Alimony in Colorado is determined by a family law judge. Thomas A. Ramunda Jr. is a family lawyer based in Parker, Colorado who can help those undergoing divorce navigate through alimony law. Read on to learn more about alimony, Colorado alimony law, how alimony is determined in Colorado, and how South Denver Law can help you.
What is alimony?
It’s important to know what alimony is to better understand how it is determined in Colorado. Alimony refers to payments made for the support or maintenance of a spouse after the legal end of marriage. Alimony can be paid at once in a lump sum, or on a continual basis. Typically, alimony is paid by one spouse to the other spouse. The supporting spouse is responsible for making alimony payments to the dependent spouse. This makes the dependent spouse, as the phrase implies, dependent on the supporting spouse for maintenance and support following a divorce.
Alimony is similar to but distinct from palimony, which is compensation made by one member of an unmarried couple to another after the couple separates. Alimony payments can occur for a set period of time or last indefinitely. How long alimony is paid depends on the outcome of the alimony proceedings.
How is alimony determined in Colorado?
The longer the marriage, the more likely a court is to set alimony payments. One spouse can even obtain lifetime alimony if the marriage lasted for longer than 20 years, although this type of permanent alimony is becoming increasingly rare. Factors that go into alimony determination include each spouse’s income and financial resources, the future earning capacities of the spouses, the length of the marriage, age and physical and emotional conditions of the spouses, and whether the spouse seeking alimony payments will obtain child support or property from the divorce proceedings. Alimony is based on a variety of factors that our legal team at South Denver Law can help you navigate.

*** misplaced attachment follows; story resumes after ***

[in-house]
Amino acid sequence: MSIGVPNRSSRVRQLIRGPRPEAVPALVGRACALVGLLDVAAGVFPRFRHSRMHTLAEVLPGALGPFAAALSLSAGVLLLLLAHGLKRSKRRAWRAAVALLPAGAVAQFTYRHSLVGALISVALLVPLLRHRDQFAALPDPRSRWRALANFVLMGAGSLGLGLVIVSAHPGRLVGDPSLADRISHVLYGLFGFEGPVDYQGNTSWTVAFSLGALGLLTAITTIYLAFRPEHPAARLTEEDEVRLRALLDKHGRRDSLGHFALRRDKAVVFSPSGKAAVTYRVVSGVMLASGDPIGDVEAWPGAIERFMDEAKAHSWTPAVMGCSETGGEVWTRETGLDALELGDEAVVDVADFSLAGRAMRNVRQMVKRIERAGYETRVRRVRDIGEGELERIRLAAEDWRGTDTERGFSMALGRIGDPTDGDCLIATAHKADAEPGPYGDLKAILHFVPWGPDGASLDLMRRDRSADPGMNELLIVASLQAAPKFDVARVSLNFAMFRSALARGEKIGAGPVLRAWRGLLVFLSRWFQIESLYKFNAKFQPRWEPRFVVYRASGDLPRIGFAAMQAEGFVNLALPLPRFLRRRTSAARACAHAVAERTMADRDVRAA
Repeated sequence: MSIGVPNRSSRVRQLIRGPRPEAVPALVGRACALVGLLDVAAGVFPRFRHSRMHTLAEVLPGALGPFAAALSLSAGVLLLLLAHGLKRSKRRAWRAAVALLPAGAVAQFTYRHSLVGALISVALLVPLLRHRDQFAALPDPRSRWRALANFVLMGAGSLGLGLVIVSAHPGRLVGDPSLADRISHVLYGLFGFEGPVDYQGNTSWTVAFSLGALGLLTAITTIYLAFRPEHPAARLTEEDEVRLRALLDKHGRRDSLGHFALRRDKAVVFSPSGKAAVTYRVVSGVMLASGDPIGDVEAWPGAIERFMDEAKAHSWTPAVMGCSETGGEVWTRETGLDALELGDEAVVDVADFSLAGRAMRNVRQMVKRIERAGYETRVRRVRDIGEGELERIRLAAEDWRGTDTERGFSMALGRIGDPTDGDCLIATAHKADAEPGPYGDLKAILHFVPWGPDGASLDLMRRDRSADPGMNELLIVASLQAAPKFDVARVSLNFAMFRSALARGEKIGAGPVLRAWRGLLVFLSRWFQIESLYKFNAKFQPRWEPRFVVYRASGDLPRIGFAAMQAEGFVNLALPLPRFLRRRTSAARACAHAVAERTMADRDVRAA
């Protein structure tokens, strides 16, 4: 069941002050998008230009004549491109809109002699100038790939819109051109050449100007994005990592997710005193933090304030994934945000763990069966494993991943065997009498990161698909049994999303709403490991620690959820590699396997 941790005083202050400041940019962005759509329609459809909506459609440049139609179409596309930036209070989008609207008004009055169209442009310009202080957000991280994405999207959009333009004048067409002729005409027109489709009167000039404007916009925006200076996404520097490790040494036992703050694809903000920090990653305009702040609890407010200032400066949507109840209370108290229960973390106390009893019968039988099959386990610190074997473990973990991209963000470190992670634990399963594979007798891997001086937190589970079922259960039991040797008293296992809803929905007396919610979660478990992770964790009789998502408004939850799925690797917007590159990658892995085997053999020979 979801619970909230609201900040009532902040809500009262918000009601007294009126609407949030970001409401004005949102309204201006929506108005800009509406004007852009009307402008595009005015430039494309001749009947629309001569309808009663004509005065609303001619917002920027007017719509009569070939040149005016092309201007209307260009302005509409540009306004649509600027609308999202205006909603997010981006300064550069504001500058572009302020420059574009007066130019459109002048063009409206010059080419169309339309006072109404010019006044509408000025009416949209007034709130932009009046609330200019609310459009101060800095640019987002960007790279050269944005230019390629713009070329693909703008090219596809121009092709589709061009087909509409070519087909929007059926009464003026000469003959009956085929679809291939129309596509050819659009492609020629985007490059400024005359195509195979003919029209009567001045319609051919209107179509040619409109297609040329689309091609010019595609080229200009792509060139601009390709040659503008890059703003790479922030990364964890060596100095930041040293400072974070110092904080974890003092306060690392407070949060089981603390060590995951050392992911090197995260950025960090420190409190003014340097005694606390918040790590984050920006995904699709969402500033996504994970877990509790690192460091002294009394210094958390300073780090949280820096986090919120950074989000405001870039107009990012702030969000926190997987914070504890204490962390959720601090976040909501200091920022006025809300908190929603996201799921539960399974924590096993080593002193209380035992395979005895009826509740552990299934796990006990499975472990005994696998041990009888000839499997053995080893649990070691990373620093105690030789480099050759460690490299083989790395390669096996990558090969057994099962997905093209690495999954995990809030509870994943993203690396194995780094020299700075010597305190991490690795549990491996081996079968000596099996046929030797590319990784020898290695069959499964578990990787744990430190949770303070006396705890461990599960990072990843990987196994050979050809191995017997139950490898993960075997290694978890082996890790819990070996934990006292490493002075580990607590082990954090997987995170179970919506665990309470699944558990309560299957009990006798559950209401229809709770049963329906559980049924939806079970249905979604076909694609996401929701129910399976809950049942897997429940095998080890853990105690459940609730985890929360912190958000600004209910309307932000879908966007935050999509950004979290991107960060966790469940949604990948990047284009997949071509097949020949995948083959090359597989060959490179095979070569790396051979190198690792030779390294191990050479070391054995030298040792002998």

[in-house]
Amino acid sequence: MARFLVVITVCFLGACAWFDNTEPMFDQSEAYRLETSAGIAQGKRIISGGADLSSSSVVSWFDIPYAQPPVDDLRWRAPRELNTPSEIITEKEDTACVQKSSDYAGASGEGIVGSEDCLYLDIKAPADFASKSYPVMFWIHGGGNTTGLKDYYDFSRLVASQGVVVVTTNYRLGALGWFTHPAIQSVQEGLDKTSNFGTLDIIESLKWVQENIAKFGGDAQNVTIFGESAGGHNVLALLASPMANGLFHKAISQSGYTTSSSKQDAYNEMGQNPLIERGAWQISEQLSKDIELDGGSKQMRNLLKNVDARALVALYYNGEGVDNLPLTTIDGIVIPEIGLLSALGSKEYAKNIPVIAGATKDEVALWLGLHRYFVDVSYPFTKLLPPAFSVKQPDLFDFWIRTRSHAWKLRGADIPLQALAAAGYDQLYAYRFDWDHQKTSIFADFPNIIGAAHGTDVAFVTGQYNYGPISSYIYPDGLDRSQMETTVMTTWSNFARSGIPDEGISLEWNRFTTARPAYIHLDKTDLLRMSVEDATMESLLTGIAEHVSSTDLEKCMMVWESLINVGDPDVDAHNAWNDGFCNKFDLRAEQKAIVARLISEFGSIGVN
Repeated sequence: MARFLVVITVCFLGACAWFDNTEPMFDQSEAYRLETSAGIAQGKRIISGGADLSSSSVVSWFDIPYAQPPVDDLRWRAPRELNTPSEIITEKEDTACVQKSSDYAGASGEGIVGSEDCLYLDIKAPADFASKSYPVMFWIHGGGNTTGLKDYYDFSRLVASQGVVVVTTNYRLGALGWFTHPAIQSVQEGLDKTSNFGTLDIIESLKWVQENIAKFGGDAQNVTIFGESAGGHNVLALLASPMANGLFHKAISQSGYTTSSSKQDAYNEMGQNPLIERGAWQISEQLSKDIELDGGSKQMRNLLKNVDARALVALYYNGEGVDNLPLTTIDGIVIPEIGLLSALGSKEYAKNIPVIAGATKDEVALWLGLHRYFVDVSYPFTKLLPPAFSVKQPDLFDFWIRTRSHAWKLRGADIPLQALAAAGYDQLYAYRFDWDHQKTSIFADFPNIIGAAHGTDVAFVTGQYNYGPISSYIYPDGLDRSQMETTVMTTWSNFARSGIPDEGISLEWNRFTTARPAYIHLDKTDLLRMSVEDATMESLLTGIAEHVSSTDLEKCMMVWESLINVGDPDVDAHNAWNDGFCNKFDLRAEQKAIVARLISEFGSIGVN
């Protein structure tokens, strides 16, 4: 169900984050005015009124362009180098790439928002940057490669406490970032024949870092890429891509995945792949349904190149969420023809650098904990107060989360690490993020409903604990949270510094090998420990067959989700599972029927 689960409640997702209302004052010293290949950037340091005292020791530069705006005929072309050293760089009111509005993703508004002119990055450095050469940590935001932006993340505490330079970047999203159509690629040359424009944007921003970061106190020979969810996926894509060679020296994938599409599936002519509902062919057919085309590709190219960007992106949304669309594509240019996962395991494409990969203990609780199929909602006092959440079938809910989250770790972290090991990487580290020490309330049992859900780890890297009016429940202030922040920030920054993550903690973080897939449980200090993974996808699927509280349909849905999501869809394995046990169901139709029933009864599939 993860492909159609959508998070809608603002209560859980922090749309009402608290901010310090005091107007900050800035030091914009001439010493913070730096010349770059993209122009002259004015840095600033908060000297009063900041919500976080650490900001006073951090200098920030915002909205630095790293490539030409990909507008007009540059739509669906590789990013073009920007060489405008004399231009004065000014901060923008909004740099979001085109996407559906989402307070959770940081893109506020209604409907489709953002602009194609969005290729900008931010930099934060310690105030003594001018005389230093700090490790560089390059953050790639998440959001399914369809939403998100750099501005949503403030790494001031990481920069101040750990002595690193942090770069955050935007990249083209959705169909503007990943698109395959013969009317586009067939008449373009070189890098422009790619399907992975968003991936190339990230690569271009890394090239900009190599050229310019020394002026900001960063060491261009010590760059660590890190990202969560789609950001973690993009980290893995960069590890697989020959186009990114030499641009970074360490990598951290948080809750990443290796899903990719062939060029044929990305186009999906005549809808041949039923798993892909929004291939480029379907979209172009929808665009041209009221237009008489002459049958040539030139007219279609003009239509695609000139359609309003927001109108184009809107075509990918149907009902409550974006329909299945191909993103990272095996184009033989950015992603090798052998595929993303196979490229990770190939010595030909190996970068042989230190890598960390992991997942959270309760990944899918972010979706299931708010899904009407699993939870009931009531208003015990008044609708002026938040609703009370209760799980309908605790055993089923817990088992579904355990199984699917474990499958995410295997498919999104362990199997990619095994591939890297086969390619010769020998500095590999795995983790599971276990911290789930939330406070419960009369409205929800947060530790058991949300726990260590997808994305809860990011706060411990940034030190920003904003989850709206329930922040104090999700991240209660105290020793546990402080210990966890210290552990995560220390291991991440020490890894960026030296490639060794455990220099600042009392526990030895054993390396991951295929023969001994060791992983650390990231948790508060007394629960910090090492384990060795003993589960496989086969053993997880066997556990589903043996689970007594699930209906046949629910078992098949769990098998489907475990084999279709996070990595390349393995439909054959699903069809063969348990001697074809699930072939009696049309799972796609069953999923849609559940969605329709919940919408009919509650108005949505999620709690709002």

Alimony in Colorado vs. other states
Colorado alimony law uses a formula to determine alimony payments if the combined gross income of the couple is less than $75,000; above $75,000, the magistrate can make decisions about the alimony calculation at their own discretion.
Colorado alimony laws differ from other states’ laws. For example, some states do not grant alimony at all. For example, Texas divorce law makes it very difficult to obtain alimony payments. Other states may look at the fault of each spouse in the divorce, the length of the marriage, and/or whether the alimony recipient remarries or moves to a different state. Kansas has one of the most simple alimony systems in the nation, granting alimony for up to 10 years.
Temporary Colorado Alimony Law
In situations in which the sum of both members of a couple’s combined gross annual income is less than $75,000. In these situations, unless there is sufficient evidence to suggest a different alimony arrangement, the Colorado family law magistrate will grant alimony according to a formula that stays the same regardless of the length of a marriage. In these cases, the maintenance level of alimony that the supporting spouse will pay is 40% of the higher income earner’s gross monthly income, minus 50% of the lower income earner’s gross monthly income. For example, if Taylor earns $3500 per month, and Chris earns $1500 per month, Taylor’s temporary maintenance payment, as calculated by the formula, will equal $650 ($1400 minus $750) until the permanent order hearing.
If the couple’s combined gross annual income is more than $75,000, there is no predetermined standard in Colorado for temporary alimony, and although some Colorado family law magistrates may use the aforementioned alimony formula, the courts are required to use the factors set forth in Colorado divorce law for maintenance. This makes alimony law more complicated and uncertain for higher-income couples, and individuals undergoing divorce may want to reach out to a divorce lawyer for help with the alimony determination, as magistrates may set their own standards for calculation of alimony payments.
Spousal Support or Spousal Maintenance
In Colorado, the term ‘alimony’ is not used and instead, alimony is called “spousal support” or “spousal maintenance.”
Is alimony taxable in 2018?
With tax season approaching, couples seeking a divorce may wonder whether alimony is taxable for the 2018 tax year. Alimony payments for divorces occurring after December 31, 2018 are no longer deductible and the recipient cannot declare alimony as a form of taxable income. If a divorce occurring before 2019 is not modified, the old rules apply. The payer of alimony can subtract payments, while the recipient is taxed for alimony they receive.
Colorado Alimony Calculator
An alimony calculator can help you what your alimony payment should be in various situations and help determine your alimony payments.